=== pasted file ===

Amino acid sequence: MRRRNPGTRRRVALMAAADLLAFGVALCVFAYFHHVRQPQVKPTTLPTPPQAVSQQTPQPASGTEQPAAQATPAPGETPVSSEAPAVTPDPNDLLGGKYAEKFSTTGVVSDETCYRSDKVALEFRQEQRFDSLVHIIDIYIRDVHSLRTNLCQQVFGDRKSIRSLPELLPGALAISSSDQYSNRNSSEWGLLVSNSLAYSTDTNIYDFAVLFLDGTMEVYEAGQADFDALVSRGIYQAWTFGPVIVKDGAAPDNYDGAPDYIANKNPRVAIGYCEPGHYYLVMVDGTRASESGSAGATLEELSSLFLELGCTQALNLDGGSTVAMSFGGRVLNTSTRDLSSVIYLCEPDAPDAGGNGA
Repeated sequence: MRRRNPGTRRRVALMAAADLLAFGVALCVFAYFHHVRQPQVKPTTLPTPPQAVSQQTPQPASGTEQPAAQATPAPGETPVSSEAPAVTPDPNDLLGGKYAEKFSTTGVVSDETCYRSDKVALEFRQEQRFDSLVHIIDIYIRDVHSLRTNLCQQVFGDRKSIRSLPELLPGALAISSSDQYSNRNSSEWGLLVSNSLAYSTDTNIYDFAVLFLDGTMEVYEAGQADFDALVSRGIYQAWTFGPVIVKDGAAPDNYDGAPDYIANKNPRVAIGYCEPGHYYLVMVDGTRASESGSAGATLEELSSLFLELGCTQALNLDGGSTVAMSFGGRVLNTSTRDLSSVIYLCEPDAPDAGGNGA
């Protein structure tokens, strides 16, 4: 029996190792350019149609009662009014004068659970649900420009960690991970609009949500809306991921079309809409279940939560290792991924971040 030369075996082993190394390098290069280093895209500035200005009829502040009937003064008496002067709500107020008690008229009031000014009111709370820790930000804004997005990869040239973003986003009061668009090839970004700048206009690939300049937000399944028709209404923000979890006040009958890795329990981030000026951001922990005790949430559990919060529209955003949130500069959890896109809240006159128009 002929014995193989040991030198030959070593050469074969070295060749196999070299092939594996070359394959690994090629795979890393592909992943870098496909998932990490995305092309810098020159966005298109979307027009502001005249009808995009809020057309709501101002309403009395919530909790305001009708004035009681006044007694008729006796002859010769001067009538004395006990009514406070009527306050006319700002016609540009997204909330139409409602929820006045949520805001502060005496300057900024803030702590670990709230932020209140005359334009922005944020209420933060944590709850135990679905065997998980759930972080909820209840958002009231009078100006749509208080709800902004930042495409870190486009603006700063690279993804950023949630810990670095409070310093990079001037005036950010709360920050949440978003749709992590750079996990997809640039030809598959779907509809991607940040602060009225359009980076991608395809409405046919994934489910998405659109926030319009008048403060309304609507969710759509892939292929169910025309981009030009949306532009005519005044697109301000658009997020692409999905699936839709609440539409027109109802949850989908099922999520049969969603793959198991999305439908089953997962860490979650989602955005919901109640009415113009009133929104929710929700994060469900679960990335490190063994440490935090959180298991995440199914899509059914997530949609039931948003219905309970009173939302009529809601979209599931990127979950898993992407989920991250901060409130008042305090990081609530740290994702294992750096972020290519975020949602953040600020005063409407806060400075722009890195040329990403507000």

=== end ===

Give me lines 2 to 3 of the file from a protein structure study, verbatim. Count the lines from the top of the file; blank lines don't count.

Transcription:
Repeated sequence: MRRRNPGTRRRVALMAAADLLAFGVALCVFAYFHHVRQPQVKPTTLPTPPQAVSQQTPQPASGTEQPAAQATPAPGETPVSSEAPAVTPDPNDLLGGKYAEKFSTTGVVSDETCYRSDKVALEFRQEQRFDSLVHIIDIYIRDVHSLRTNLCQQVFGDRKSIRSLPELLPGALAISSSDQYSNRNSSEWGLLVSNSLAYSTDTNIYDFAVLFLDGTMEVYEAGQADFDALVSRGIYQAWTFGPVIVKDGAAPDNYDGAPDYIANKNPRVAIGYCEPGHYYLVMVDGTRASESGSAGATLEELSSLFLELGCTQALNLDGGSTVAMSFGGRVLNTSTRDLSSVIYLCEPDAPDAGGNGA
């Protein structure tokens, strides 16, 4: 029996190792350019149609009662009014004068659970649900420009960690991970609009949500809306991921079309809409279940939560290792991924971040 030369075996082993190394390098290069280093895209500035200005009829502040009937003064008496002067709500107020008690008229009031000014009111709370820790930000804004997005990869040239973003986003009061668009090839970004700048206009690939300049937000399944028709209404923000979890006040009958890795329990981030000026951001922990005790949430559990919060529209955003949130500069959890896109809240006159128009 002929014995193989040991030198030959070593050469074969070295060749196999070299092939594996070359394959690994090629795979890393592909992943870098496909998932990490995305092309810098020159966005298109979307027009502001005249009808995009809020057309709501101002309403009395919530909790305001009708004035009681006044007694008729006796002859010769001067009538004395006990009514406070009527306050006319700002016609540009997204909330139409409602929820006045949520805001502060005496300057900024803030702590670990709230932020209140005359334009922005944020209420933060944590709850135990679905065997998980759930972080909820209840958002009231009078100006749509208080709800902004930042495409870190486009603006700063690279993804950023949630810990670095409070310093990079001037005036950010709360920050949440978003749709992590750079996990997809640039030809598959779907509809991607940040602060009225359009980076991608395809409405046919994934489910998405659109926030319009008048403060309304609507969710759509892939292929169910025309981009030009949306532009005519005044697109301000658009997020692409999905699936839709609440539409027109109802949850989908099922999520049969969603793959198991999305439908089953997962860490979650989602955005919901109640009415113009009133929104929710929700994060469900679960990335490190063994440490935090959180298991995440199914899509059914997530949609039931948003219905309970009173939302009529809601979209599931990127979950898993992407989920991250901060409130008042305090990081609530740290994702294992750096972020290519975020949602953040600020005063409407806060400075722009890195040329990403507000």